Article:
Natural Gas Leak Was a “Pollution Condition” under Contractors’ Pollution Liability Policy, Wisconsin Supreme Court DecidesMarch 31, 2015 |
The Wisconsin Supreme Court, reversing a decision by an intermediate appellate court, has ruled that a natural gas leak was a “pollution condition” under a contractors’ pollution liability insurance policy.
Dorner, Inc., a construction company, contracted with the Wisconsin Department of Transportation to perform road construction, including underground excavation. While Dorner’s employees were excavating a portion of a street in Oconomowoc, Wisconsin, they allegedly discovered a pressurized natural gas pipe, attempted to move it, and damaged it in the process, leading natural gas to escape. The natural gas that leaked out of the pipe exploded,causing a fire that damaged various buildings and injured some people at the scene.
Four lawsuits were filed against Dorner. Dorner’s insurance carrier, Acuity, A Mutual Insurance Company, undertook the defense. Acuity then filed a third-party complaint against Chartis Specialty Insurance Company, which had issued Dorner a contractors’ pollution liability (“CPL”) policy, seeking a declaration that Chartis had a duty to defend and indemnify Dorner in the four lawsuits and seeking reimbursement from Chartis for one-half of the defense fees incurred in representing Dorner and one-half of the indemnity payments made on Dorner’s behalf.
Chartis denied coverage under its CPL policy, asserting that neither the natural gas-fueled explosion and fire nor the resulting bodily injury and property damage were “caused by pollution conditions” as required by the CPL policy.
The trial court entered summary judgment in favor of Acuity. It determined that the natural gas that had leaked from the damaged pipe constituted a “contaminant” under the CPL policy and, thus, that its release from the damaged pipe was a “pollution condition” under the policy. The trial court explained, “[N]atural gas doesn’t belong floating around in the street, or in the church, or in the air around this area because it might blow up. So it’s a contaminant in that sense, it’s certainly dangerous.”
The trial court then entered an order instructing Acuity and Chartis to split the cost of defending and indemnifying Dorner “on a 50-50 basis.”
An intermediate appellate court reversed, concluding that the four lawsuits against Dorner alleged bodily injury and property damage “due only to the explosion and fire, not to contact with the escaped natural gas itself because the gas intrinsically is an ‘irritant or contaminant.'” Thus, the appellate court continued, coverage under Chartis’ CPL policy was not “fairly debatable” and Chartis had no duty to defend Dorner in the underlying lawsuits.
The dispute reached the Wisconsin Supreme Court.
The Wisconsin Supreme Court’s Decision
The Wisconsin Supreme Court reversed, concluding that the natural gas leak was a pollution condition under Chartis’ CPL policy and that this pollution condition caused the bodily injury and property damage alleged in the four lawsuits.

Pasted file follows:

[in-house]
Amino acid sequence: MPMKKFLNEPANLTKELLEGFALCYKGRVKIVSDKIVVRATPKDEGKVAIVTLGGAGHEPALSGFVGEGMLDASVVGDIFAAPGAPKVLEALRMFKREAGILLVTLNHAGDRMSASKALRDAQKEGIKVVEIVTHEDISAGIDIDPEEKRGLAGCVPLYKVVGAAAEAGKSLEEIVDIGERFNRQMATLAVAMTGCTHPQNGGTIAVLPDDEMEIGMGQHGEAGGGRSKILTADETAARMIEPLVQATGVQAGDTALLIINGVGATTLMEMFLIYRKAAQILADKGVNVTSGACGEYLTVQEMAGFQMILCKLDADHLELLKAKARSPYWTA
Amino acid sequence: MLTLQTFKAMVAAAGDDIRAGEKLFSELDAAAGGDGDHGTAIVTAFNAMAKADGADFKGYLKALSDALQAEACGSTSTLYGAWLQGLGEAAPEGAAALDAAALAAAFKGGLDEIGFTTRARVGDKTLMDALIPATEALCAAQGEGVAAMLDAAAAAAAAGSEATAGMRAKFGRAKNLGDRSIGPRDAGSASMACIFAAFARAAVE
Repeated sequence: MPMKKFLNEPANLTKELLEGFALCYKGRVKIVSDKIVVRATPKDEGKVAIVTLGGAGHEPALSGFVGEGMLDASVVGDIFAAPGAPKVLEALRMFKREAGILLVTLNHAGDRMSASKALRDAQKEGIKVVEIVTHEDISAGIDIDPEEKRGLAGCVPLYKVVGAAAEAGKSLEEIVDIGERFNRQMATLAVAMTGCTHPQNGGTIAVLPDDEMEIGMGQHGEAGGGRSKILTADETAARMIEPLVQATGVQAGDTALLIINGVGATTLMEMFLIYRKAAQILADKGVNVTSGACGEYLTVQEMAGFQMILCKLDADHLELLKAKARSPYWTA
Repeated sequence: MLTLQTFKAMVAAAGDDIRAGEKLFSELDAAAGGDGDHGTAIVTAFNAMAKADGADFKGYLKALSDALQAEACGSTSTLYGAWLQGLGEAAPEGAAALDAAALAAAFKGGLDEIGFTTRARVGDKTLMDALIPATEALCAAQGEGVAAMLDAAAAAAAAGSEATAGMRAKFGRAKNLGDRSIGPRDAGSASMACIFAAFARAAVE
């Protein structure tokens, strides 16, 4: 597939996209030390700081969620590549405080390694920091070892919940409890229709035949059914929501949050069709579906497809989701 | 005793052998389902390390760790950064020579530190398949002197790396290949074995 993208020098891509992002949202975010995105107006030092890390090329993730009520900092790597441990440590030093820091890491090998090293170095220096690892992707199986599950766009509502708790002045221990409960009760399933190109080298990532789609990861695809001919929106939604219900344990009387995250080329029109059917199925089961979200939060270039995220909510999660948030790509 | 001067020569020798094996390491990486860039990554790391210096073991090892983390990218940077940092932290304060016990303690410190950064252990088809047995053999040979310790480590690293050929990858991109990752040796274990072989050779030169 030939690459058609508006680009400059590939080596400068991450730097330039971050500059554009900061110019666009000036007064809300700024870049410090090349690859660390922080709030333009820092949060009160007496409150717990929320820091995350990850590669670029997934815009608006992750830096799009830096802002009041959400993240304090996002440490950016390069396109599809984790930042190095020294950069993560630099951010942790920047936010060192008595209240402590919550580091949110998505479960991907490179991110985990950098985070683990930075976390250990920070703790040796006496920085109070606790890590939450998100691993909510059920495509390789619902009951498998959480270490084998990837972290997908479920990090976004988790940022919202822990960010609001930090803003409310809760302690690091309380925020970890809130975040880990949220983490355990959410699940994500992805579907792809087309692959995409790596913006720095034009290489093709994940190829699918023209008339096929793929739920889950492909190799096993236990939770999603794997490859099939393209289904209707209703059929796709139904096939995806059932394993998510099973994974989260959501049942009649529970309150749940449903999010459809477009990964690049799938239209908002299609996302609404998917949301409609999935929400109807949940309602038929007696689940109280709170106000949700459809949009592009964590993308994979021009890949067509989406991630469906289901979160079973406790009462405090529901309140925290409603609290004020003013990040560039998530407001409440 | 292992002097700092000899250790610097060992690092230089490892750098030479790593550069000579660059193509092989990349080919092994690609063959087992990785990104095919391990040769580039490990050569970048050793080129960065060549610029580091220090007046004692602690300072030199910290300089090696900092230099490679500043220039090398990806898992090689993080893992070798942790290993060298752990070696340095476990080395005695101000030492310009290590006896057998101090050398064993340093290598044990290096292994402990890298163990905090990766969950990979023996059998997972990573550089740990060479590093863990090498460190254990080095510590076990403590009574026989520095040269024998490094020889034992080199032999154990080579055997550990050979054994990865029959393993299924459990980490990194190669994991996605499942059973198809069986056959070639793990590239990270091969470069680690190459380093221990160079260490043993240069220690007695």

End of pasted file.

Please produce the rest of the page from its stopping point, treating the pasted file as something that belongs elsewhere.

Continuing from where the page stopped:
In its decision, the court explained that the term “pollution conditions” was defined by Chartis’ CPL policy as the “release or escape of any … gaseous … irritant or contaminant … [into] the atmosphere … provided such conditions are not naturally present in the environment in the concentration or amounts discovered.” Thus, the court reasoned, whether the escape of natural gas from the damaged pipe constituted a pollution condition depended on whether the natural gas that escaped from the damaged pipe was an “irritant or contaminant” for purposes of Chartis’ policy.
The court noted that the policy did not define the words “irritant” or “contaminant.” The court pointed out, however, that it previously had interpreted the words “irritant” and “contaminant” in the context of pollution exclusion clauses in general liability policies, and said that its interpretation in cases involving pollution exclusion clauses was “instructive.”
The court then ruled, using the dictionary definition of “contaminant” it had applied in those other cases, that natural gas released into the air from a damaged gas pipe constituted a contaminant. Natural gas, the court said, rendered the surrounding ground and air space “impure or unclean” because natural gas was “extremely flammable and explosive.” An explosion and fire resulted in “great harm,” the court added.
The court further observed that, to qualify as a pollution condition under Chartis’ CPL policy, the contaminant also had to be released in concentrations above those naturally found in the environment. The court found that the natural gas released at the site of the explosion and fire “indisputably occurred in concentrations above those ‘naturally found in the environment.'”
Accordingly, the court held that the escape of natural gas from the damaged pipe was a pollution condition under Chartis’ CPL policy.
The court also determined that the alleged bodily injury and property damage were “caused by” pollution conditions, noting that each of the four lawsuits against Dorner alleged that its employees’ actions had led to a natural gas leak that ultimately had resulted in an explosion and fire, causing bodily injury and property damage. The court concluded that Chartis’ CPL policy covered the insured’s liability arising from the natural gas-fueled explosion and fire. Therefore, Chartis had to pay its share of the defense fees and indemnity payments as ordered by the trial court.
The case is Acuity, A Mut. Ins. Co. v. Chartis Specialty Ins. Co., No. 2013AP1303 (Wis. March 17, 2015).